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NIH Introduces Novel AI to Speed Up Retinal Imaging by 100 Times

NIH Introduces Novel AI to Speed Up Retinal Imaging by 100 Times

April 15, 2024

Researchers at the National Institutes of Health have significantly advanced retinal imaging by integrating artificial intelligence (AI) with adaptive optics (AO) and optical coherence tomography (OCT) technology.

This new method, which they call parallel discriminator generative adverbial network (P-GAN), accelerates the imaging process 100 times and enhances image contrast by 3.5 times. The improvements will assist in better assessing conditions like age-related macular degeneration (AMD) and other retinal diseases.

Published in Communications Medicine, this breakthrough is led by Johnny Tam, Ph.D., from the NIH's National Eye Institute. Tam explained the impact of their findings: "Artificial intelligence helps overcome a key limitation of imaging cells in the retina, which is time."

The Challenges of Traditional Retinal Imaging

Adaptive optics (AO), similar to OCT, is noninvasive and a staple in eye clinics for providing high-resolution images of the retina. However, AO-OCT images are often obscured by speckle noise, analogous to how clouds can obscure aerial photography. The team's innovative AI approach addresses this by allowing rapid and clear imaging without the extensive manual processing previously required.

AI Enhancements in Imaging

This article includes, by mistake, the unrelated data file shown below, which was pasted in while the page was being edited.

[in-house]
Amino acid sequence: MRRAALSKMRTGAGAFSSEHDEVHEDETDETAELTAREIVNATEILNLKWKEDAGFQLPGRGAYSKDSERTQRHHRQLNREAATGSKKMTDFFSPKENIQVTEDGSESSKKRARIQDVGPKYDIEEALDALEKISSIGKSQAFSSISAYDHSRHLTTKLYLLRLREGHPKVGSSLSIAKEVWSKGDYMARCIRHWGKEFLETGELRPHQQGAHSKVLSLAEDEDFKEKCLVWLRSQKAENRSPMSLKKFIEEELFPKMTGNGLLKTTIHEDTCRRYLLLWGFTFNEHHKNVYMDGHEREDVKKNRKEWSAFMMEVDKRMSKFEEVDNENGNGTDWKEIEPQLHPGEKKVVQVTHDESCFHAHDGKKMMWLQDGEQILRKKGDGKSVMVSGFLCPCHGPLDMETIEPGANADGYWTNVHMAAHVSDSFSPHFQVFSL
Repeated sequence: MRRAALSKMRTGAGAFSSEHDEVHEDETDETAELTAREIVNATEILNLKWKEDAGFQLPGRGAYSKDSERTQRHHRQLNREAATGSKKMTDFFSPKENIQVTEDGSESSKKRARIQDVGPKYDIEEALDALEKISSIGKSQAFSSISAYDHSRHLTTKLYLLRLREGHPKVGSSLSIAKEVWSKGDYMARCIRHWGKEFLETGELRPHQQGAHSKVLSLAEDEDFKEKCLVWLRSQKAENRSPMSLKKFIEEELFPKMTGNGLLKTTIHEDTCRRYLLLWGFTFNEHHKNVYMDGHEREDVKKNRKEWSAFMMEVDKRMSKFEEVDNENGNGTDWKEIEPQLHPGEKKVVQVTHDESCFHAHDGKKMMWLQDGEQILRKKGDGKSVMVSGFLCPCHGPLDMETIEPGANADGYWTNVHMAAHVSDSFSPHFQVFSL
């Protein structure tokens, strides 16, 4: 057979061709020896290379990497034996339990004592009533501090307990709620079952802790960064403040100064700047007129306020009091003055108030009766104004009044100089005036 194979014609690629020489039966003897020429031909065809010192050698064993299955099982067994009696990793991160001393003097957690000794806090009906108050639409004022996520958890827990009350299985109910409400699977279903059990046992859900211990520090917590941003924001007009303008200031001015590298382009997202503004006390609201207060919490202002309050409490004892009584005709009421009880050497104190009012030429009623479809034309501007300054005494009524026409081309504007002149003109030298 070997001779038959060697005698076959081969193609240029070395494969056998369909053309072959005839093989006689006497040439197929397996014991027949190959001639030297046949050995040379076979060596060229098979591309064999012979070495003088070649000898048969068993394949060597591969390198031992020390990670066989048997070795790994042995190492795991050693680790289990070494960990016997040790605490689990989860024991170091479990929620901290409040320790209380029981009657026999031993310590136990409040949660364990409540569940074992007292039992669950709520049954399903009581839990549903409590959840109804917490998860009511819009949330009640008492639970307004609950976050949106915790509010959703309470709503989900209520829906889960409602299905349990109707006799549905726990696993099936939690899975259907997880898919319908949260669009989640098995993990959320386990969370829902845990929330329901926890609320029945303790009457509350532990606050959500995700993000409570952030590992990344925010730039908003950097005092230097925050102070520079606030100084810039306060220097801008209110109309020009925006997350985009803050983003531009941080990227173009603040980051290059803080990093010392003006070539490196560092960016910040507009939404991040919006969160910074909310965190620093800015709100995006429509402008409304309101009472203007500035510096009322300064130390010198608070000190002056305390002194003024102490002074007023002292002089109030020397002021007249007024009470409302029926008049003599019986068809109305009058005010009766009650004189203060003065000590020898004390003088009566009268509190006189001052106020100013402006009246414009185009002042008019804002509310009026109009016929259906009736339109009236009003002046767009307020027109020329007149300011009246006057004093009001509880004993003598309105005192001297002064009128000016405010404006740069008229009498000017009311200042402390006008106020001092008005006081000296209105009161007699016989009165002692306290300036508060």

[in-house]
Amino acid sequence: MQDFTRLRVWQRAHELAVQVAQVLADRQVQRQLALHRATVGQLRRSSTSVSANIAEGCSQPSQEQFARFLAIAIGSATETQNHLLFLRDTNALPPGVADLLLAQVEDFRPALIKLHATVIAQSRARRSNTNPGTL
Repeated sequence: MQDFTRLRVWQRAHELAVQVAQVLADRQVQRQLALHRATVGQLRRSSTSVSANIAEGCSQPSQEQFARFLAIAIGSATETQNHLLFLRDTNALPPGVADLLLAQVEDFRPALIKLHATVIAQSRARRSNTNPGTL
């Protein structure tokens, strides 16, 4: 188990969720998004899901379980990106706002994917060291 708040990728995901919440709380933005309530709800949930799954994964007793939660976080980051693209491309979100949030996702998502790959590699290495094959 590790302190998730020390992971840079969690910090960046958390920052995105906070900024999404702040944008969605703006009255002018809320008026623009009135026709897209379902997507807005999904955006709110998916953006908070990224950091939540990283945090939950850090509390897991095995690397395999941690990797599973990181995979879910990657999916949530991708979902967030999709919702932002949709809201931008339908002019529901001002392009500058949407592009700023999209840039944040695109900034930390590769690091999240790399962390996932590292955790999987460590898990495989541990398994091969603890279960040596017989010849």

The P-GAN system was trained using nearly 6,000 AO-OCT images of human retinal pigment epithelium (RPE) cells, learning to identify and enhance details obscured by speckle. In practical tests, P-GAN proved to be superior to other AI methods, requiring fewer images and providing greater clarity and contrast, according to Vineeta Das, Ph.D., a postdoctoral fellow at NEI.

Tam emphasized the upgrade in imaging capability: "It's like moving from a balcony seat to a front row seat to image the retina. With AO, we can reveal 3D retinal structures at cellular-scale resolution, enabling us to zoom in on very early signs of disease."

The integration of AI with AO-OCT not only streamlines the imaging process but also opens new possibilities for routine clinical use and research into the structural and functional aspects of the retina. This approach represents a significant shift in how imaging technology is applied, positioning AI as a fundamental component of the imaging process rather than merely a post-processing tool.

This technological leap holds promise for enhancing the diagnosis and understanding of various blinding retinal diseases by enabling detailed visualization of the RPE, which supports vital retinal neurons.


Vineeta Das, Furu Zhang, Andrew Bower, et al. Revealing speckle obscured living human retinal cells with artificial intelligence assisted adaptive optics optical coherence tomography, Communications Medicine (2024). DOI: 10.1038/s43856-024-00483-1